Some of the elk (Cervus elaphus nelsoni) of the Greater Yellowstone Area (Wyoming, Idaho, Montana; USA) are infected with Brucella abortus, the bacterium that causes bovine brucellosis. Brucella abortus strain RB51 vaccine is being considered as a means to control B. abortus induced abortions in cow elk. However, the most probable vaccination strategies for use in free-ranging elk might also result in some bull elk being inoculated, thus, it is important to insure that the vaccine is safe in these animals. In the winter of 1995, 10 free-ranging bull elk calves were captured, tested for B. abortus antibodies, and intramuscularly inoculated with 1.0 × 109 colony forming units (CFU) of B. abortus strain RB51. Blood was collected for hemoculture and serology every 2 wk after inoculation for 14 wk. Beginning 4 mo postinoculation and continuing until 10 mo postinoculation elk were serially euthanized, necropsied, and tissues collected for culture and histopathology. These elk cleared the organism from the blood within 6 wk and from all tissues within 10 mo. No lesions attributable to B. abortus were found grossly and only minimal to mild lymphoplasmacytic epididymitis was found in a few elk on histologic examination. In a separate study, six adult bull elk from Wind Cave National Park (South Dakota, USA) were taken to a ranch near Carrington (North Dakota, USA). Three were orally inoculated with approximately 1.0 × 1010 CFU of RB51 and three were inoculated with corn syrup and saline. Ninety days post-inoculation semen was examined and cultured from these bulls. Strain RB51 was not cultured from their semen at that time. There were no palpable abnormalities in the genital tract and all elk produced viable sperm. Although they contain small sample sizes, these studies suggest that B. abortus strain RB51 is safe in bull elk.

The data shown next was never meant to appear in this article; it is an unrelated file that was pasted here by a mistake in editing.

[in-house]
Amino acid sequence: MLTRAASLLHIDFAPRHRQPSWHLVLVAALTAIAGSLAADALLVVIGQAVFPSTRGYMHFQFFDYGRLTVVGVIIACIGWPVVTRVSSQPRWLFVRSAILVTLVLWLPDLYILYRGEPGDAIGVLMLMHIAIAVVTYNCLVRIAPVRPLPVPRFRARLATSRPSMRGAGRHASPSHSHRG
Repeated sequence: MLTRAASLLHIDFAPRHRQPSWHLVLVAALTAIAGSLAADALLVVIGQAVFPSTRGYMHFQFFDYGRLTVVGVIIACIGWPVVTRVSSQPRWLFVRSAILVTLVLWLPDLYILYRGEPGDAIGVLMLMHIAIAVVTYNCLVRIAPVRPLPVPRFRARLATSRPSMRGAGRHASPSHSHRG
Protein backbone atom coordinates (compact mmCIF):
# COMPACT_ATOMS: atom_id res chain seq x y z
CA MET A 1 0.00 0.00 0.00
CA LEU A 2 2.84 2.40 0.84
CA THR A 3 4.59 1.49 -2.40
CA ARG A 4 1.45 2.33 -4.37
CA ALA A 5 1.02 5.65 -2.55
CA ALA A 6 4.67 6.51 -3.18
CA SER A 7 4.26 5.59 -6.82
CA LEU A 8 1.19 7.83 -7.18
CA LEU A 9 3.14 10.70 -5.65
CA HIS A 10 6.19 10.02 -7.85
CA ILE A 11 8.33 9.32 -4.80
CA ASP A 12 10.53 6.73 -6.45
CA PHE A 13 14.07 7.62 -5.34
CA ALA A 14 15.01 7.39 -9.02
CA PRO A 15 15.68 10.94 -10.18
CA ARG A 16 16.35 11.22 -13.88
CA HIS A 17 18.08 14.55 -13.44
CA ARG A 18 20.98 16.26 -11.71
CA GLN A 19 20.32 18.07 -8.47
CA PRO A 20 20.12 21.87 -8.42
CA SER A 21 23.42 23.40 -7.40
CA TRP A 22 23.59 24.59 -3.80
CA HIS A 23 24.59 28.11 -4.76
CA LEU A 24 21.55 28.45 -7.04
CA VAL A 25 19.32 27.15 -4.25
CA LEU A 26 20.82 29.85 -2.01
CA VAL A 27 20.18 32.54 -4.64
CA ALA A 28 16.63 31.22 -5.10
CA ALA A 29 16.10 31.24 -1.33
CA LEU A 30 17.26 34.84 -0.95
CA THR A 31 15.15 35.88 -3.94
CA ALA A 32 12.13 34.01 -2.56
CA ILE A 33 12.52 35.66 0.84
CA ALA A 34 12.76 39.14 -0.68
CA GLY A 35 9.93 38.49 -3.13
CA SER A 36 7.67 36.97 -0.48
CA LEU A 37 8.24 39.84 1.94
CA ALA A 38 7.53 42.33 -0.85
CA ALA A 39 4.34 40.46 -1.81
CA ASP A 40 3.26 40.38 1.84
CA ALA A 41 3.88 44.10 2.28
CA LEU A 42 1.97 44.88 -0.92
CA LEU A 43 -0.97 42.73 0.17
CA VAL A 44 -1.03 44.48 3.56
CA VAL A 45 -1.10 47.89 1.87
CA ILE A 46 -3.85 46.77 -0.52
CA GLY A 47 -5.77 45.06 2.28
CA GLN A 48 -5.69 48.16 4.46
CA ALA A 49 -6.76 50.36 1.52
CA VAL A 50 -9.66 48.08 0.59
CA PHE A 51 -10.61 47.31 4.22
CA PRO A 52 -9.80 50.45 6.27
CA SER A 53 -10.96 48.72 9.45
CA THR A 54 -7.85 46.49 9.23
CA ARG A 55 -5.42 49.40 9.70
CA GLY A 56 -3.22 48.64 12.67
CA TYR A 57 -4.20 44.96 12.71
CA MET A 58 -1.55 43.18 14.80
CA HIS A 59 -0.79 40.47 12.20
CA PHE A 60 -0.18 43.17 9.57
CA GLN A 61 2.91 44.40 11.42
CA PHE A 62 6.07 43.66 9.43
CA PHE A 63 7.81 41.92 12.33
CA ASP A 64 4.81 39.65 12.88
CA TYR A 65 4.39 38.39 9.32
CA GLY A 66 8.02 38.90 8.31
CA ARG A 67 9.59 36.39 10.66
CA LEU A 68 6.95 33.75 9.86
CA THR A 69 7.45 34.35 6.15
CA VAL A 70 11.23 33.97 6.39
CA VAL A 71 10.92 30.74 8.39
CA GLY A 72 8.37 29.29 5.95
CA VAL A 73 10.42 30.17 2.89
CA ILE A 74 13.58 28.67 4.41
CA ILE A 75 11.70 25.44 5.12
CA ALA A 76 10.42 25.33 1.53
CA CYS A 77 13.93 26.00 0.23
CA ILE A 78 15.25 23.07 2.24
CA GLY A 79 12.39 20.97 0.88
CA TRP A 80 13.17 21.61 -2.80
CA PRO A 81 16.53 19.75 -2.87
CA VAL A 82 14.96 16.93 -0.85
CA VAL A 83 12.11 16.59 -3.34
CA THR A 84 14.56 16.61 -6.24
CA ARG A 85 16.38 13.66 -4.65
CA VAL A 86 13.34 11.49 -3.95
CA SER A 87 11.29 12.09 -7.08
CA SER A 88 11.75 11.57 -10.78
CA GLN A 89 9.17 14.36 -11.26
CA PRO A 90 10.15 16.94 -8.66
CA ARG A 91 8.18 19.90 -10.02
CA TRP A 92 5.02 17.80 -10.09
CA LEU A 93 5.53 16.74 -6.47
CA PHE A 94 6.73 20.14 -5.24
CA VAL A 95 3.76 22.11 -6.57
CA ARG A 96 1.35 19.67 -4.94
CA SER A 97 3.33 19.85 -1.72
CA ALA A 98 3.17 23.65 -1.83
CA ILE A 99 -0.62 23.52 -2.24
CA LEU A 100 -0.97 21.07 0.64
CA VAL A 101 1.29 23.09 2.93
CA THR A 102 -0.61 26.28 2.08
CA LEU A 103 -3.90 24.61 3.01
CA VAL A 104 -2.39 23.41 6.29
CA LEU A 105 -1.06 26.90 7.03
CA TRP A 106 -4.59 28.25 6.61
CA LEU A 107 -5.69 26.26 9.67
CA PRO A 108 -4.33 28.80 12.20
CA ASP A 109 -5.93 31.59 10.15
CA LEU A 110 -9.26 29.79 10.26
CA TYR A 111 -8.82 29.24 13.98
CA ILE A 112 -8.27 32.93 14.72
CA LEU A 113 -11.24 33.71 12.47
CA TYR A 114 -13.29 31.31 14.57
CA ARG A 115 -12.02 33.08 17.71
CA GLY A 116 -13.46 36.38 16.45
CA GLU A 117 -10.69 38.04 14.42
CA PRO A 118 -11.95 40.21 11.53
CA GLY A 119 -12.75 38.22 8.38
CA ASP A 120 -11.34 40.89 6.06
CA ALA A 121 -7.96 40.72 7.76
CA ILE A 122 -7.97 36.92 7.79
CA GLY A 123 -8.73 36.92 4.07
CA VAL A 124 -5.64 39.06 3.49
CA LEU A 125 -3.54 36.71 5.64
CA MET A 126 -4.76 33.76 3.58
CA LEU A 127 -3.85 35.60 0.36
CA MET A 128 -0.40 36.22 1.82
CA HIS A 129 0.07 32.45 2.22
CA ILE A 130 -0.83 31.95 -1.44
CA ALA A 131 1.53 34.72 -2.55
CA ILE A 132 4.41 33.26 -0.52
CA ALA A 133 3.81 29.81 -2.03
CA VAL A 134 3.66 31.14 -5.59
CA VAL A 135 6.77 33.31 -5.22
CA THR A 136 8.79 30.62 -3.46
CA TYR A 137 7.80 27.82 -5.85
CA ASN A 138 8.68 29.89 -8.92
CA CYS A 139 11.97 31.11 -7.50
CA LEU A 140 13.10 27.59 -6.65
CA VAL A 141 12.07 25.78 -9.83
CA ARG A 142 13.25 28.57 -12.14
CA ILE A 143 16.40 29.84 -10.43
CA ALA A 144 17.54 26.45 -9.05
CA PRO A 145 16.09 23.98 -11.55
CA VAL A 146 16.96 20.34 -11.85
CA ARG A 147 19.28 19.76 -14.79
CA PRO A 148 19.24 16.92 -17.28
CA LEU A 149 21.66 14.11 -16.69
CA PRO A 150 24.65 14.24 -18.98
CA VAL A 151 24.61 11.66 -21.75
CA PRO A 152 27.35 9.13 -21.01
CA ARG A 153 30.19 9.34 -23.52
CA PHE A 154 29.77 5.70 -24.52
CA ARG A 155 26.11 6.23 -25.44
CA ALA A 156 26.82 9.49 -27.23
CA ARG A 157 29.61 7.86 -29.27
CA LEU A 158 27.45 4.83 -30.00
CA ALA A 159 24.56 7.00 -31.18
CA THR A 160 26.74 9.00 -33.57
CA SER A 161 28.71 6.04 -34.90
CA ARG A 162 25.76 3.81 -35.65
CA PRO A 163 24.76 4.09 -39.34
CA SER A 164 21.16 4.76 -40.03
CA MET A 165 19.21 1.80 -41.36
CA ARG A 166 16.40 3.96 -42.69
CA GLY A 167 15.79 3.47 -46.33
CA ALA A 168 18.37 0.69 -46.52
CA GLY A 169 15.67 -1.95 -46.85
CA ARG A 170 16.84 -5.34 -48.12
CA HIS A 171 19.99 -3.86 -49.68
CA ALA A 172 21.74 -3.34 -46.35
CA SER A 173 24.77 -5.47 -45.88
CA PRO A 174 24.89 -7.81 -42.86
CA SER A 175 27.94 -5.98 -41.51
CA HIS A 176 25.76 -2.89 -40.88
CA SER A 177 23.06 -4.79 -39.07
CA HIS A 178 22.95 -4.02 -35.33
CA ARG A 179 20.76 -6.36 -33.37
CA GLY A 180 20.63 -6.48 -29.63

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Vol. 36 • No. 3